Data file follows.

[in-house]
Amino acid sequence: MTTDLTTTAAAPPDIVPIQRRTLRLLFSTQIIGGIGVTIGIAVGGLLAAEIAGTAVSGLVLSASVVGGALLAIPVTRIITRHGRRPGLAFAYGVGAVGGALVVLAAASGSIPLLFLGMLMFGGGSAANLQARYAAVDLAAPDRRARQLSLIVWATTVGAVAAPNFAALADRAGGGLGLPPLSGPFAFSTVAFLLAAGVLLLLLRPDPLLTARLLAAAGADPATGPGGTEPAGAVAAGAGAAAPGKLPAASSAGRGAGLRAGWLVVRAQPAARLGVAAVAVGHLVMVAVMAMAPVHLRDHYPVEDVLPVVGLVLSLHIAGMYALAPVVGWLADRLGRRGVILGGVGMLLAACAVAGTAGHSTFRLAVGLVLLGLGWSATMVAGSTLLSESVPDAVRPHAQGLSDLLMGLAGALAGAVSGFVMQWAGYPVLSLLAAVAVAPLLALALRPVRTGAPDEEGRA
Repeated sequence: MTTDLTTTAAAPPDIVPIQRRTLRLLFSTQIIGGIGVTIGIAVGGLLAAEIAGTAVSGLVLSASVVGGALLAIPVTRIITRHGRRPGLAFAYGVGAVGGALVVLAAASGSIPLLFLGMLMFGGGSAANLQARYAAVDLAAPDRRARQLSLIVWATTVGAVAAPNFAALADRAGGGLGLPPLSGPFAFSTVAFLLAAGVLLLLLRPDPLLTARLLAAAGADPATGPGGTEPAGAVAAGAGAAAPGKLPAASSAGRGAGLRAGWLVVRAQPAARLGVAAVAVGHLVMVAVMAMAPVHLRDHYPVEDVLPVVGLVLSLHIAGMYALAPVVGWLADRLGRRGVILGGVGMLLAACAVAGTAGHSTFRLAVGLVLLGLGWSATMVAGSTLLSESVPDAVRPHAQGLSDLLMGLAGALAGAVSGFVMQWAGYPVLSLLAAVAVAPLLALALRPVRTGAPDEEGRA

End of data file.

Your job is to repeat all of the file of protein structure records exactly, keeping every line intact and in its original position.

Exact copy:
[in-house]
Amino acid sequence: MTTDLTTTAAAPPDIVPIQRRTLRLLFSTQIIGGIGVTIGIAVGGLLAAEIAGTAVSGLVLSASVVGGALLAIPVTRIITRHGRRPGLAFAYGVGAVGGALVVLAAASGSIPLLFLGMLMFGGGSAANLQARYAAVDLAAPDRRARQLSLIVWATTVGAVAAPNFAALADRAGGGLGLPPLSGPFAFSTVAFLLAAGVLLLLLRPDPLLTARLLAAAGADPATGPGGTEPAGAVAAGAGAAAPGKLPAASSAGRGAGLRAGWLVVRAQPAARLGVAAVAVGHLVMVAVMAMAPVHLRDHYPVEDVLPVVGLVLSLHIAGMYALAPVVGWLADRLGRRGVILGGVGMLLAACAVAGTAGHSTFRLAVGLVLLGLGWSATMVAGSTLLSESVPDAVRPHAQGLSDLLMGLAGALAGAVSGFVMQWAGYPVLSLLAAVAVAPLLALALRPVRTGAPDEEGRA
Repeated sequence: MTTDLTTTAAAPPDIVPIQRRTLRLLFSTQIIGGIGVTIGIAVGGLLAAEIAGTAVSGLVLSASVVGGALLAIPVTRIITRHGRRPGLAFAYGVGAVGGALVVLAAASGSIPLLFLGMLMFGGGSAANLQARYAAVDLAAPDRRARQLSLIVWATTVGAVAAPNFAALADRAGGGLGLPPLSGPFAFSTVAFLLAAGVLLLLLRPDPLLTARLLAAAGADPATGPGGTEPAGAVAAGAGAAAPGKLPAASSAGRGAGLRAGWLVVRAQPAARLGVAAVAVGHLVMVAVMAMAPVHLRDHYPVEDVLPVVGLVLSLHIAGMYALAPVVGWLADRLGRRGVILGGVGMLLAACAVAGTAGHSTFRLAVGLVLLGLGWSATMVAGSTLLSESVPDAVRPHAQGLSDLLMGLAGALAGAVSGFVMQWAGYPVLSLLAAVAVAPLLALALRPVRTGAPDEEGRA